For someone who thinks that the state is associated with the observer (a subject) rather than the experiment (an object) there is no true state, only subjective assignments. But for a frequentist, the state contains true information about an ensemble of experiments. Or what else should distinguish the frequentist from the Bayesian?It always seemed to me if you were going to view the quantum state in a probabilistic way then pure states are states of maximal knowledge rather than the "true state".
Pure and mixed states are different ensembles, representing different statistics (if one could do experiments differentiating the two) and hence different objective realities. Only one of them is real.In a frequentist approach they'd be ensembles with minimal entropy. Either way they're not ignorance of the true pure state.
For a 2-state system (polarized beams of light) one can easily differentiate between light prepared in an unpolarized state (true density matrix = 1/2 unit matrix) and a completely polarized state (true density matrix of rank 1), and - in the limit of an unrestricted number of experiments - one can find out the true state by quantum tomography.
On the other hand, a consequent Bayesian who doesn't know how the light is prepared and thinks to be entitled by Jaynes or de Finetti to treat his complete lack of knowledge in terms of the natural noninformative prior will assign to both cases the same density matrix (1/2 unit matrix), and will lose millions of dollars in the second case should he bet that much on the resulting statistics.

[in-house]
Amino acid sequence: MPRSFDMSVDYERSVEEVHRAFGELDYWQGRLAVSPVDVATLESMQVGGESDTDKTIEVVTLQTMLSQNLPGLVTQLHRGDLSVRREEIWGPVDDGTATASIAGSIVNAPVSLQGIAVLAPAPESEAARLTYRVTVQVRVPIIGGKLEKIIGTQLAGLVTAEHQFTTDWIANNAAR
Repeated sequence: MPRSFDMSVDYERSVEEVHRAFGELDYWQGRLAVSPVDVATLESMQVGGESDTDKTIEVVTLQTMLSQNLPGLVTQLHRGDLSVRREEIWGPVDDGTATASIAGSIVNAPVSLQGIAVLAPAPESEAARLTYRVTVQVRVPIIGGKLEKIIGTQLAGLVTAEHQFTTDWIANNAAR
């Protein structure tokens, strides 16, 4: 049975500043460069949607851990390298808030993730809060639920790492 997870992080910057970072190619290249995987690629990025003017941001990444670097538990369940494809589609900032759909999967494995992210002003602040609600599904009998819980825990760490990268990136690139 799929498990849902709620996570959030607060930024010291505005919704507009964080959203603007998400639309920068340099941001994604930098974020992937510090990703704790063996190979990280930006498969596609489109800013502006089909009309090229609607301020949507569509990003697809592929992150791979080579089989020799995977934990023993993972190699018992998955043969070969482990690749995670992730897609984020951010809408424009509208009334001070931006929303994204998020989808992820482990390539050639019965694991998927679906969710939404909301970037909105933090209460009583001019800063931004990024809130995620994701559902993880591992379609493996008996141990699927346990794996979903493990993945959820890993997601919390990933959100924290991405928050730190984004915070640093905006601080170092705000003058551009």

Thus the correct state of a 2-state system, whether pure or mixed, conveys complete knowledge about the objective information that can possibly be obtained, while any significantly different state will lead to the wrong statistics. This must be part of any orthodoxy that can claim agreement with experiment.
I don't think that anything changes for bigger quantum systems simply because quantum tomography is no longer practically feasible. (The example of interference of quantum systems, which can be shown for larger and larger systems, suggests that there is no ''complexity border'' beyond which the principles change.)
You could instead go forward and solve the mathematical challenges involved in the thermal interpretation! There everything is as well-defined as in Constructive Field Theory but as the subject matter is new, it is not as hard to make significant progress!I'm going back to simpler topics like Constructive Field Theory!